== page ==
Some of you might know that for what seems like the last three months, a male cardinal has been smashing into my kitchen windows. Repeatedly. When he’s not hurling his tiny body against the glass, he’s staring up at us, glowering, as if we should do something about his problem. Or at least make him some coffee. We have named him Napoleon. I’ve tried every remedy friends have suggested to get him to stop doing this, but every morning there he goes, flinging his little body at his own reflection, thinking it’s an intruder threatening his domestic bliss with Mrs. Napoleon. Since he doesn’t seem to be going away, I figure that perhaps he’s here to teach me a few things, such as:
1. Persistence is noble, but keep the goal in mind. If you forget why you’re blasting out your message, if you lose sight of who you’re trying to reach and why, you might as well keep throwing your tiny, feathered body at a window. And that’s gotta hurt.
2. People tire of repetition. It helps to be adorable, entertaining, and infinitely “shareable” on Facebook, but even so, who wants to hear the same message ten times a day, seven days a week? Must fight bird. Thump. Must fight bird. Thump. Must fight bird. Thump. Gaa! (Are we now hearing “buy my book” in our heads?)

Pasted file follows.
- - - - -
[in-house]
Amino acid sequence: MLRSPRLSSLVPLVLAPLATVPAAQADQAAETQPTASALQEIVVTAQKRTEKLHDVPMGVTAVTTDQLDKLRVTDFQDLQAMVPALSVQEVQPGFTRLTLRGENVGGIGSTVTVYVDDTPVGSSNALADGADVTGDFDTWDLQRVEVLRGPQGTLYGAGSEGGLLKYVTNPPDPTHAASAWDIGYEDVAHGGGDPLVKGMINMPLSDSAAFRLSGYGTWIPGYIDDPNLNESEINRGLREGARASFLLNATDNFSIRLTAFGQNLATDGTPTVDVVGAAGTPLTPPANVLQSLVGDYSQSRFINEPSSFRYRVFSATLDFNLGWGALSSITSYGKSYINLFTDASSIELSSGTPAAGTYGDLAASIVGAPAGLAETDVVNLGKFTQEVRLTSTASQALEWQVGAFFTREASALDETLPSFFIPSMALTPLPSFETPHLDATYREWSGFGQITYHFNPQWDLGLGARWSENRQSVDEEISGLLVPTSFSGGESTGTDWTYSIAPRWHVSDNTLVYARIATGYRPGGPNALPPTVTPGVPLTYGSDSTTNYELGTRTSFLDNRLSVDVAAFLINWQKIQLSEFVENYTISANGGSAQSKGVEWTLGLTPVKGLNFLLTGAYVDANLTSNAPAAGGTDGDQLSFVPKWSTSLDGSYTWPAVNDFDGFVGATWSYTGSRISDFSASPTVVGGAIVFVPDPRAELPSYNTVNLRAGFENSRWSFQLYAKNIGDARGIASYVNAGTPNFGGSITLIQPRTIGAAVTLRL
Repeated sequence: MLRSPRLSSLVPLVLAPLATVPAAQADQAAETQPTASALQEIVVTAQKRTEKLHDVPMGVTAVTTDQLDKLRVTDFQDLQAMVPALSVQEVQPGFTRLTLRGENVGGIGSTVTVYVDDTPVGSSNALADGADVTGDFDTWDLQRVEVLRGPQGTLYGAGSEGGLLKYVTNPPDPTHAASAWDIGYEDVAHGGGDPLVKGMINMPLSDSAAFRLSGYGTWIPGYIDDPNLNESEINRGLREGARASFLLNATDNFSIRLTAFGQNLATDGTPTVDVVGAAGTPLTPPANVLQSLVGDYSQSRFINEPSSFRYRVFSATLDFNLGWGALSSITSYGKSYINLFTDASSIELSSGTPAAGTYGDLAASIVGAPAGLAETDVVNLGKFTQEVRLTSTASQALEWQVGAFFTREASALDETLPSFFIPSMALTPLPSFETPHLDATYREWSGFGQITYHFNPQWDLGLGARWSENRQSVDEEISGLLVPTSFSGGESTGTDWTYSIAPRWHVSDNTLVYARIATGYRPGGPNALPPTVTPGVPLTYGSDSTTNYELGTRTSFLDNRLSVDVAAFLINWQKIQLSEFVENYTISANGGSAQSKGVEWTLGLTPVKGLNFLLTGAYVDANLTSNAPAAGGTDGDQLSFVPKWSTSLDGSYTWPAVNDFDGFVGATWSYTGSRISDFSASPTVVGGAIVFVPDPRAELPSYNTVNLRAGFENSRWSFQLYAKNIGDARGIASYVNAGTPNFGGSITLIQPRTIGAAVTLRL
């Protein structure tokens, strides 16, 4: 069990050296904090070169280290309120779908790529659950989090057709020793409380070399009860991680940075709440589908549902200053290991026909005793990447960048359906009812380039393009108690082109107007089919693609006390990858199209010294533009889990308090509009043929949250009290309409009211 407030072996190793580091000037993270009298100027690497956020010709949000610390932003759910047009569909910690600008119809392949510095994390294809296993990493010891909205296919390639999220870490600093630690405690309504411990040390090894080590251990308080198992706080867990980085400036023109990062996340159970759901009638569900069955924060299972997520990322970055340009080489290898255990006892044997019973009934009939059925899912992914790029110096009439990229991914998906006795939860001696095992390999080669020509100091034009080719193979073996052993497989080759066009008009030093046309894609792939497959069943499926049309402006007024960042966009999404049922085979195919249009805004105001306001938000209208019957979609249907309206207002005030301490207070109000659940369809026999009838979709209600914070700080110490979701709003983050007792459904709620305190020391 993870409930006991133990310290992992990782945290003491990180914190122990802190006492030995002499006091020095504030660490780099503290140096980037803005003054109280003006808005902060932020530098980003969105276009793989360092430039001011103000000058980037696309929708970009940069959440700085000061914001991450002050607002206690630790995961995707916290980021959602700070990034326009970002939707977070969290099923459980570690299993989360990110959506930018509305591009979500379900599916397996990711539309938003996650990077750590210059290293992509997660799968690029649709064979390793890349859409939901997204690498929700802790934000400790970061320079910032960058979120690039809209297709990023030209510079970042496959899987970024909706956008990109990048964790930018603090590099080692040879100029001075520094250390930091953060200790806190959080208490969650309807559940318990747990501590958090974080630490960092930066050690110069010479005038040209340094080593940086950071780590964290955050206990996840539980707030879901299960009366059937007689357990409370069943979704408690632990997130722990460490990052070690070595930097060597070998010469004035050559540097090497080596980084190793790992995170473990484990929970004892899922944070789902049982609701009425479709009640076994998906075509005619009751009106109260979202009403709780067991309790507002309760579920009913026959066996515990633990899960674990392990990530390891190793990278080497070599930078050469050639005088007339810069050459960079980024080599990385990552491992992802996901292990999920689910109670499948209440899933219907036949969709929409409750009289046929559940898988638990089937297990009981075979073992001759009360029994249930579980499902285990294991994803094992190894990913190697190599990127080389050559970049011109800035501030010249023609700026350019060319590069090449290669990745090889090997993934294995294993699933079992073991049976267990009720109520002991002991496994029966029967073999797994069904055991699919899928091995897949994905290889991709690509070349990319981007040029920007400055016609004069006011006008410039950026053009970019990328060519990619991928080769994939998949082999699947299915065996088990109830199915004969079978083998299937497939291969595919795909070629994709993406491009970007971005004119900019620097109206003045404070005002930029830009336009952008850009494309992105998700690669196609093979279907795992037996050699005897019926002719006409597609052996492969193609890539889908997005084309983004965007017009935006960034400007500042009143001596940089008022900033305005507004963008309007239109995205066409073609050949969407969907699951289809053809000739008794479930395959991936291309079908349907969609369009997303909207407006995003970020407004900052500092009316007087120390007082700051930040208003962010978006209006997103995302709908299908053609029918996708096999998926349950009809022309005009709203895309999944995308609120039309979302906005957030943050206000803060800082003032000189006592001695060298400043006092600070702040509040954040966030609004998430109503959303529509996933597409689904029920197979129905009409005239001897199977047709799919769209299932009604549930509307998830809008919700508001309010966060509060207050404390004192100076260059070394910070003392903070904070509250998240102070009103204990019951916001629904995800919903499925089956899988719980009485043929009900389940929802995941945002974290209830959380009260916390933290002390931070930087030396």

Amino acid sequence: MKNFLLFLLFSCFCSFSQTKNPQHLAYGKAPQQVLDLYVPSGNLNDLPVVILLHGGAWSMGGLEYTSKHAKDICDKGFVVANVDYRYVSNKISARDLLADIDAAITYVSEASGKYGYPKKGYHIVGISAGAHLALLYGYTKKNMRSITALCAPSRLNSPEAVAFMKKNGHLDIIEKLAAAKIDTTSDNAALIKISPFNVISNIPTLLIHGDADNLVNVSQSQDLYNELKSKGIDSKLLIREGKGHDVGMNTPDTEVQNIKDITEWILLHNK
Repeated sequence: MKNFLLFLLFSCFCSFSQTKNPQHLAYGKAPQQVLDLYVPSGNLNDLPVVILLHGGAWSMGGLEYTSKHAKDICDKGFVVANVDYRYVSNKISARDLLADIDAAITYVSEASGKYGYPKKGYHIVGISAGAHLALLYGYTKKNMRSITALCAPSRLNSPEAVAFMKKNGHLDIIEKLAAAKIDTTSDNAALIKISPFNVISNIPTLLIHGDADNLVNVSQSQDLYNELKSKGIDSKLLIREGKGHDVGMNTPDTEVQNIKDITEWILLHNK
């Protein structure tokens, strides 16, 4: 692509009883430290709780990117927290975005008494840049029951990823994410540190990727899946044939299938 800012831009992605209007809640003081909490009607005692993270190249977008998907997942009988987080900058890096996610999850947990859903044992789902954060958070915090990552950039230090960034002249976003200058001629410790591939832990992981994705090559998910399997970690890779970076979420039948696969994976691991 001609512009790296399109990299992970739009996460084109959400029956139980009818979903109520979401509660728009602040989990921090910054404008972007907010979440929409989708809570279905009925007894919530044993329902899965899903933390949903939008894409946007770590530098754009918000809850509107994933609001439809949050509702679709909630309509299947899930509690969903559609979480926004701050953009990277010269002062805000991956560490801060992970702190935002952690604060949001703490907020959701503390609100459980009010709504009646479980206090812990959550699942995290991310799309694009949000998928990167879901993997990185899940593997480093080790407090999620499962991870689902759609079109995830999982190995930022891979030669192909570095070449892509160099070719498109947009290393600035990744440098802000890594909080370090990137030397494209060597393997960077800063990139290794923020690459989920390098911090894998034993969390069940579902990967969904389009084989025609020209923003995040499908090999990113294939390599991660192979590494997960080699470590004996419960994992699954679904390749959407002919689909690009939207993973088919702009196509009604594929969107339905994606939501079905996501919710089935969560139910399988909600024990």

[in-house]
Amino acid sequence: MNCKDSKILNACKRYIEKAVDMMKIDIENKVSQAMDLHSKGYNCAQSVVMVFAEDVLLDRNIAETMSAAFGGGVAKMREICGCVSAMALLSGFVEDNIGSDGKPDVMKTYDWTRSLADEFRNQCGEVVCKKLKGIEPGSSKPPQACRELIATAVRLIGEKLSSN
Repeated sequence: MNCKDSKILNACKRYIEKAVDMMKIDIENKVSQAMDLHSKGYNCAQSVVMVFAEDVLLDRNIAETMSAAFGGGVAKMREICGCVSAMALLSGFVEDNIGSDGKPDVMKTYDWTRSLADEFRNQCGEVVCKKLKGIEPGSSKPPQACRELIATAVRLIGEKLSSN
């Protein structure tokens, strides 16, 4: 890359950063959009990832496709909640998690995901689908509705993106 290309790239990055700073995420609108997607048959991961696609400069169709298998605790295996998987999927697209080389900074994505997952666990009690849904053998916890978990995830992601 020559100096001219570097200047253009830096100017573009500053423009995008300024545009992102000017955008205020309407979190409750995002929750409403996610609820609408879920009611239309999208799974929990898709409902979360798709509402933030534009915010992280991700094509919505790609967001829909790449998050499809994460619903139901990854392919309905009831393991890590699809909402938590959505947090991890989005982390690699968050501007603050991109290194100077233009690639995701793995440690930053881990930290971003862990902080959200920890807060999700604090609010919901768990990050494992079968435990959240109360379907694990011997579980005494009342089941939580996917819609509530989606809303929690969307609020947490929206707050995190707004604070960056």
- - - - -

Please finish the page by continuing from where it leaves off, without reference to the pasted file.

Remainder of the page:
3. There’s a time to move on. The bird’s reflection in the window isn’t going anywhere. The reflection won’t stop fighting back. I can cut Napoleon some slack; his brain is very small and is acting on instinct. I can’t give you the same pass if you’ve been bombarding the world with the same sales message about the same book for the last five years. For all that is good and holy, find something else to do. Write another book. Offer to help other writers by beta reading. Or join Napoleon and find another window. We have lots.
4. You can only fight the same battles for so long. Eventually, everyone in your social media groups will know your stand on Oxford commas, Garamond versus Palatino, and the proper size of gutter margins. Give it up and let’s talk about more important things. Like coffee. And the new pictures I have of the bird that keeps crashing into my window.
5. Other authors aren’t out to get you. Yes, the red bird in the window is scowling at you. Yes, he looks threatening. He’s selling more books than you are, most likely, and he’s probably dating a supermodel. But like the reflection, he’s on his own path, his own plane. You’re on yours. The “threat” is mainly in your imagination. His success does not diminish or prevent yours. All that your bluster and jealously does is waste the energy you could be spending knocking into windows that might someday open. But if Napoleon gets a book deal, I demand a percentage.